Blunt critiques hurt when you’re young, and they tend to stay with you for years or even decades. By the same token kind or admiring or supportive remarks directed at a ten-year-old or a kid in his mid teens or even a twentysomething probably stick to the ribs also. Then again I didn’t get too many of those. I mainly recall four moments in my teens (actually three — the first happened when I was 10 or 11) when somebody said something cruel or dismissive, and how they really stung.

Stab #1: I was Halloweening in my neighborhood, and was actually too old for it (10 or 11, like I said) but I had a sweet tooth. I had grown a lot recently — 5’9″ or thereabouts. Awkward spurt. And I had some kind of grotesque mask on. And the father at one of the homes answered the door and said, “I bet that’s Jeff Wells behind that mask…I can tell because of the big feet. Jeez, look at those shovels.” So I was a freak of some kind. That was the moment in my life when I resolved to wear only slender Italian shoes. Because they don’t make your feet look any bigger than they are. (And mine aren’t that large — I’m a size 12 and 1/2.)

Stab #2: I was 14 or 15 and hanging with a bunch of junior high school guys in a friend’s home, and at one point or another I smiled a little awkwardly and a guy sitting nearby cast a glance and jokingly said “handsome.” As in “not handsome.” As in homely or doofusy. I remember the feeling in my chest when he said that, and how it took me years to recover from an idea that I was second- or third-tier in the looks department. I gradually got past that, but not until my mid 20s.

Stab #3: I was sitting at a metal dining table in a backyard patio with good friend Jack (it was his father’s home, a big brick mansion on a hilltop) and Bill. And then Jack’s dentist father came out and sat down with us. The discussion turned to high school and grades and colleges and whatnot (we were juniors), and Jack’s dad was the blunt type…”you don’t have to like it but I’m telling you how it is” or “if you don’t wake up and get your shit together you’re gonna be in trouble.” Then the subject turned to character, and Jack’s dad dismissed us all with one fell swoop. He looked at Jack and said “you’re a washout”, and then pointed at me — “And you’re a washout” — and then said the same thing to Bill. And that no-holds-barred verdict stayed with me for a good decade or so. I already had the son-of-an-alcoholic, low-self-esteem thing going on, and so the washout label fit right in.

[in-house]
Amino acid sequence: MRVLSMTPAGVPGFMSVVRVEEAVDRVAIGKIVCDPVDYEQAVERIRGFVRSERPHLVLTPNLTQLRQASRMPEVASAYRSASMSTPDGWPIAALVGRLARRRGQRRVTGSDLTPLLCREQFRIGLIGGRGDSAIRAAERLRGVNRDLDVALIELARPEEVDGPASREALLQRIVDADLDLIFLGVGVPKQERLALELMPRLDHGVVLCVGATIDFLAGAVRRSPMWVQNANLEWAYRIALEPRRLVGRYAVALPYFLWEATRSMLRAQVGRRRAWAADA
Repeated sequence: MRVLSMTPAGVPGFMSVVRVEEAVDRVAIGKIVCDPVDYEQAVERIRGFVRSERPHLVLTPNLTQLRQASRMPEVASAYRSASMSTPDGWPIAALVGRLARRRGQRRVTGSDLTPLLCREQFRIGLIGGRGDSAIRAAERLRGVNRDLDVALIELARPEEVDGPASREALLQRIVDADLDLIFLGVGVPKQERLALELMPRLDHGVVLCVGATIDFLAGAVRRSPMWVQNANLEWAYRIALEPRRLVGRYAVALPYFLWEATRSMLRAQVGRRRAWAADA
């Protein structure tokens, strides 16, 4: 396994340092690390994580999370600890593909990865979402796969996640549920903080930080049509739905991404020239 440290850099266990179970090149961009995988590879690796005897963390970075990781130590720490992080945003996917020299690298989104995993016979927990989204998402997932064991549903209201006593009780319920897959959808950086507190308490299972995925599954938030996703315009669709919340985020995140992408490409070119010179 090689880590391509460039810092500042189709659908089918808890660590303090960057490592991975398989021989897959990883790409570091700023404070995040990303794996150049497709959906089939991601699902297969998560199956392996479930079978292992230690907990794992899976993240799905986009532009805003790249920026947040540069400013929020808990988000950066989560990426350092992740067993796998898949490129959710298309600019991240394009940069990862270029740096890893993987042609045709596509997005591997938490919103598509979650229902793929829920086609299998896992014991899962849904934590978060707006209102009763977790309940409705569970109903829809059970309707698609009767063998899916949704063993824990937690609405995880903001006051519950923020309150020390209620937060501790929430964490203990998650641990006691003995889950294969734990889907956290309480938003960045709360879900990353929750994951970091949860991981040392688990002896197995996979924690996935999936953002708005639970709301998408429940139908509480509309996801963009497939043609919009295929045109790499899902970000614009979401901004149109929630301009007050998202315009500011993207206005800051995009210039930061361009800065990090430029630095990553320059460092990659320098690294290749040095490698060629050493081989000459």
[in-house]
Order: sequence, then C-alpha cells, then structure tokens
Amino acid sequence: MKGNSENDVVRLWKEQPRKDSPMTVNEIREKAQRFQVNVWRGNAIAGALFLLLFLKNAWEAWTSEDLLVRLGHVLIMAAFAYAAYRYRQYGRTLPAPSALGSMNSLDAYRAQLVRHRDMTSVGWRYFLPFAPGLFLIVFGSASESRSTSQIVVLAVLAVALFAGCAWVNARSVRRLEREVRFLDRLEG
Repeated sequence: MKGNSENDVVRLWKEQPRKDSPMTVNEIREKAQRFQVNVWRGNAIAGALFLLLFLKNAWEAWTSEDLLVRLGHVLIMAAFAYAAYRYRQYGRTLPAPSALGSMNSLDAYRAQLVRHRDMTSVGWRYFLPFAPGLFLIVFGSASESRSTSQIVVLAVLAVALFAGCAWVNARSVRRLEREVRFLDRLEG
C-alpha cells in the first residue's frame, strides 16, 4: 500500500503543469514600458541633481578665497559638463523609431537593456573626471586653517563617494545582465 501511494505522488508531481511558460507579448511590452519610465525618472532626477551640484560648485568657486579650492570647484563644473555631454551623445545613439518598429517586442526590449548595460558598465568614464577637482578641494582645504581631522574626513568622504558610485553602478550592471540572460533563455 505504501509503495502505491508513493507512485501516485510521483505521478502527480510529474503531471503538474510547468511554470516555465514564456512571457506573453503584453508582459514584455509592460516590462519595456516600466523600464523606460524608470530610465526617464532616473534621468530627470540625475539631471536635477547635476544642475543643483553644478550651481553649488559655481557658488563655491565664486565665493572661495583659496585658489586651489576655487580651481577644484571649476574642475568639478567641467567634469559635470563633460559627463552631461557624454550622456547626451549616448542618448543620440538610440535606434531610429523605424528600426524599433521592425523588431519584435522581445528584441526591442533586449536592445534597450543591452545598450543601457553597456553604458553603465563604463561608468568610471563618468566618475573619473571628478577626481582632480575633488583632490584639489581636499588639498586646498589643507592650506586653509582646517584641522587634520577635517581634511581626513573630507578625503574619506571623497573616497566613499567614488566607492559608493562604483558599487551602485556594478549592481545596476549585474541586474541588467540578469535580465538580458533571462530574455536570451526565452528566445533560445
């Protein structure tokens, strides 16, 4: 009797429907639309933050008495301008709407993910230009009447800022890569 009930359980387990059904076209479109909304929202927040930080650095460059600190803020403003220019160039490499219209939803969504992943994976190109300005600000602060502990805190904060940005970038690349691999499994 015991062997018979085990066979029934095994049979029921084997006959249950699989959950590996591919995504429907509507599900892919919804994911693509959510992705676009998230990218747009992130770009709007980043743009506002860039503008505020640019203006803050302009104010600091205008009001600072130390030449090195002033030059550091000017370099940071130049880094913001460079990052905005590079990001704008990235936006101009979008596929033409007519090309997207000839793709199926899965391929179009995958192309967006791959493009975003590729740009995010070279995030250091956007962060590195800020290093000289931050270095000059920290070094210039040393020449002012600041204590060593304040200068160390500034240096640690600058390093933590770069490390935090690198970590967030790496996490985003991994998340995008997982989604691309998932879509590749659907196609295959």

Stab #4: I was in the earnestly shabby office of a fledgling weekly newspaper, and I had submitted a clumsily written piece about John Lennon (I forget the angle) and the quality of various articles were being assessed, and somebody mentioned the Lennon piece and one of the editors — glasses, frizzy-haired, flinty manner — said what he thought without knowing that the author was sitting right next to him. “Oh, it’s terrible,” he said. “It’s all over the place…it’s just crap.” Talk about the sensation of a knife right through your lungs. It hurt so much I stopped thinking about writing. Anything to avoid that awful feeling again. But the memory of that stabbing prompted me to try harder when I started writing about movies in the mid ’70s, and I eventually got the hang of it by ’80 or so. At least to the point that I could write decently.

That which does not kill you [usually] makes you stronger.